St Paul’s Cathedral relies on Priva UK BMS as part of major plant upgrade

  • Priva Blue ID selected following similar project success at Westminster Abbey
  • Far greater ease-of-use thanks to Priva TC Manager web-based front end

Saint Paul Cathedral Dome, London.

Priva Blue ID S-Line and C-Line controls have been installed as part of a major BMS retrofit project at St Paul’s Cathedral in London. The installation, which was part of an overall plant room refurbishment, gives the cathedral complete control over its temperature requirements from radiators/heating coils and the hot water system throughout the building. A new front-end based on Priva UK’s integrated, web-based TC Manager, which is accessible from any PC with internet access, ensures authorised staff can change preset temperatures or on/off times at the click of a button.

St Paul’s Cathedral, London’s iconic 340 year old church realised that its plant room equipment was in need of replacement in order to improve energy efficiency, enhance reliability and meet high heating and hot water demands. The cathedral’s existing heating system consisted of three steel shell boilers fitted in the 1960s which received a burner upgrade in the 1980s. Equipment problems occurred frequently and were fixed until the boilers finally started leaking and could not be repaired anymore.

 

New BMS required

Although deciding that a replacement/upgrade project would be the best course of action, an immediate issue came to light. The site’s 20-year-old control panel would not have the capability to adopt the new equipment being installed.

St Paul’s wanted to replace its existing boilers, hot water system and ventilation plant, thus instigating the search for a suitable BMS. The appointed M&E contractor, Bunton M&E Services, had a good relationship with Electrical and Mechanical Controls Ltd (EMC) in Norwich, which in turn is an experienced Priva installation partner. Priva’s specialism in the heritage buildings sector has seen its technology installed at a number of high profile historic sites.

“We worked together very successfully on a similar BMS upgrade project at Westminster Abbey,” explains Daniel Millard, Technical Operations Manager at EMC. “Here, we could show St Paul’s how Priva Blue ID had been used to transform outdated controls into a 21st century heating and ventilation system at another of London’s most important religious and historic buildings.”

 

 

Fingertip control

Priva Blue ID S-Line controls were duly selected for the main boiler room at St Paul’s where they now control four new Hamworthy Wessex ModuMax mk3 boilers and the primary boiler pumps, which together provide a total space heating output of up to 1,016kW. In fact, thanks to a turndown ratio of 20:1, the boilers can deliver any output from 50.8 to 1,016kW. This means that in periods of low heat demand, the boilers are not constantly cycling and wasting energy.

The BMS is also being used to control supply and extract fans for the boiler room. In addition, there are two new hot water cylinders with two primary pumps and two desertification pumps, along with a secondary pump and controls, comprising a 1,000 litre domestic hot water system.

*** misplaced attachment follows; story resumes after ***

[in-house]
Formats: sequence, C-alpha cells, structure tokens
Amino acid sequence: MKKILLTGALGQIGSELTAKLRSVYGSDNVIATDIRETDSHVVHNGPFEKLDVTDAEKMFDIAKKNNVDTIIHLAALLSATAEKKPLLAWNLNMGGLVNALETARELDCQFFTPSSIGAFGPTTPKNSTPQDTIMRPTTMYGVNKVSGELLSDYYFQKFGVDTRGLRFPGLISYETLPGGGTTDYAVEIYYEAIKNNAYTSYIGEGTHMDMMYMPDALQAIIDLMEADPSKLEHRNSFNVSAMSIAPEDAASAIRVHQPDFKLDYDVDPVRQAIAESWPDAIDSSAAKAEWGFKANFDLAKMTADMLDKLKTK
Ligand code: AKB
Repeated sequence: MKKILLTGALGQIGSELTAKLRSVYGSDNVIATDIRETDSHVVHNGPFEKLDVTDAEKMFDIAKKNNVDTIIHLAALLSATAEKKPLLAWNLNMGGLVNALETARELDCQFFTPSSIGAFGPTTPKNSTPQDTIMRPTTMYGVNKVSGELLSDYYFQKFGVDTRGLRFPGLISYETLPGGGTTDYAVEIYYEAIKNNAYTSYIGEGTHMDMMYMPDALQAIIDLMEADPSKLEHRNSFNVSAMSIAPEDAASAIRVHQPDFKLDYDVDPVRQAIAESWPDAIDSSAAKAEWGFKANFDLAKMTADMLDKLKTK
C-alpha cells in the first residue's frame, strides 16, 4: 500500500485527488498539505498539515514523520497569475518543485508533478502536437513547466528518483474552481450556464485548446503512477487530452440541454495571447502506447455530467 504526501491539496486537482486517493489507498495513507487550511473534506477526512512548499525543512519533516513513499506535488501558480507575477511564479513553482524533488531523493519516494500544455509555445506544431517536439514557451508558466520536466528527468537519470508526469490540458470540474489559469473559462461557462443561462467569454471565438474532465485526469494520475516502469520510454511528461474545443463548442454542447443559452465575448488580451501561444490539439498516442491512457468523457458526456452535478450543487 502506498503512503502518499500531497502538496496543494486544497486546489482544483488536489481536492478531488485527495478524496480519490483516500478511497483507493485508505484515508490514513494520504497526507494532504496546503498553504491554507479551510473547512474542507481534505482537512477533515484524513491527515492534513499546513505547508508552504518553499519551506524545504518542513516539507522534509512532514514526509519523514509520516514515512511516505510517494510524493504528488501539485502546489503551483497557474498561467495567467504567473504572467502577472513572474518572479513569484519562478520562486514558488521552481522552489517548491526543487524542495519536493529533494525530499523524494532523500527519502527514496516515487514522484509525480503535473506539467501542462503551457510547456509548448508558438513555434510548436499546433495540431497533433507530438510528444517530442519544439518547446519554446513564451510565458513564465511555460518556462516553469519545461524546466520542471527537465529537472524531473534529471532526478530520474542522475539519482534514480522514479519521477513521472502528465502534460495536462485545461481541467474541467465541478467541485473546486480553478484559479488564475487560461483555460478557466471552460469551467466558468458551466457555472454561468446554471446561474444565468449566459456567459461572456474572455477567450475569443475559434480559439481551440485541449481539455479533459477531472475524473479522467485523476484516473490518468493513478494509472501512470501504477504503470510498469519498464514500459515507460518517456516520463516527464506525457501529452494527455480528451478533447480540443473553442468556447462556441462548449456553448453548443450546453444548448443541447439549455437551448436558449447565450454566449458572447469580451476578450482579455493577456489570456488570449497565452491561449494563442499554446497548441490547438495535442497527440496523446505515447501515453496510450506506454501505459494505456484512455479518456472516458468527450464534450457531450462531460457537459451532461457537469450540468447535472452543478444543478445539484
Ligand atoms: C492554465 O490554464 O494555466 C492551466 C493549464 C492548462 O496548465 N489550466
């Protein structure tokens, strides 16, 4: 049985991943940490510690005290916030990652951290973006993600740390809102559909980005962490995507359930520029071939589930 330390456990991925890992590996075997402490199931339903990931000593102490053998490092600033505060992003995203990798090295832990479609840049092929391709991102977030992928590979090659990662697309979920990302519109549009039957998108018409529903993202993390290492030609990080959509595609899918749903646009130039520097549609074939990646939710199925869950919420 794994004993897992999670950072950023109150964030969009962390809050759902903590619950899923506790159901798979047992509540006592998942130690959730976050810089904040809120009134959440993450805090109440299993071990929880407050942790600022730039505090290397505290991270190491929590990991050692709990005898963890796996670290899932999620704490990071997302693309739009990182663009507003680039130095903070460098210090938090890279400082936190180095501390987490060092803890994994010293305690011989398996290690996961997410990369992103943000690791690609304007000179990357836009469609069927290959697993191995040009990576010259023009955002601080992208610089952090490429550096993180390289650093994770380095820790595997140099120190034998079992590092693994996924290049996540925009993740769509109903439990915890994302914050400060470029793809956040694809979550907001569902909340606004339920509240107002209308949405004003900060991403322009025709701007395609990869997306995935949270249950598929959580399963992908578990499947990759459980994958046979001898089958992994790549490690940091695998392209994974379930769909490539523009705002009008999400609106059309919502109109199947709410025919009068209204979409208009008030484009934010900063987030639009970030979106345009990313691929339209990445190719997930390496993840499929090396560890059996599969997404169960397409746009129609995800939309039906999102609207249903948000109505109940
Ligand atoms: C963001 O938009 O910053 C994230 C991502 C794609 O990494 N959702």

“We have also used a Priva Blue ID C-Line controller in the Wren Suite for AHU control, which includes two heating coil pumps, supply fan, extract fan and controls,” says Mr Millard. “Similarly, control has been provided for the AHU in the cathedral’s visitor lavatories, where there are also two heating and frost coil pumps, a supply fan, double extract fans and controls. There are further extract fans in the staff lavatory, shop and mezzanine areas.”

 

Short installation time

In terms of the plant upgrade, Bunton M&E built everything off-site in five weeks to ensure minimal disruption. In total, the installation time on-site was condensed to just four weeks. Saving further time, it was possible to use the existing IT network (utilising Ethernet) to communicate between the main panel, Wren Suite and the BMS PC.

The benefits of the revamp include increased reliability, and better scalability and flexibility for future modifications. Naturally, there are likely to be significant energy savings too, as a result of enhanced temperature control.

Another advantage relates to heating speed. Heating a cathedral can take a long time due to its large space, but the speed of heat-up has improved greatly. Previously it would take a week to heat the cathedral from cold, but now it only takes a day. In addition, the heating runs 24/7 on weather compensation, which means a small outdoor sensor is fitted to adjust heating controls according to outside temperature changes, thus providing more efficient operation of the system.

 

Enhanced front end

“Importantly, the new system offers greater ease-of-use through an improved front end that utilises Priva TC Manager,” says Mr Millard. “The benefit being that we can also gain remote access to the web interface to assist with any issues. Furthermore, St Paul’s can now move away from having a single, dedicated front end PC, as any PC with internet access should be able to use the front end, subject to authorisation.”

Robin Bunton, Director at Bunton M&E Services, concurs: “The greatest benefit is ease-of-use; the front end is really simple to access. In addition, St Paul’s have vastly reduced their maintenance time/burden.”

“It is possible for me to view the system with a web browser on my PC, from either our internal network or remotely,” states Tom Fletcher, Clerk of the Works at St Paul’s Cathedral. “It’s in such an easy format, which makes it simple to understand. What’s more, if I need to change anything, I just click a button on the screen. The system also means that EMC are able to log on remotely should I have any queries, which is very helpful.”

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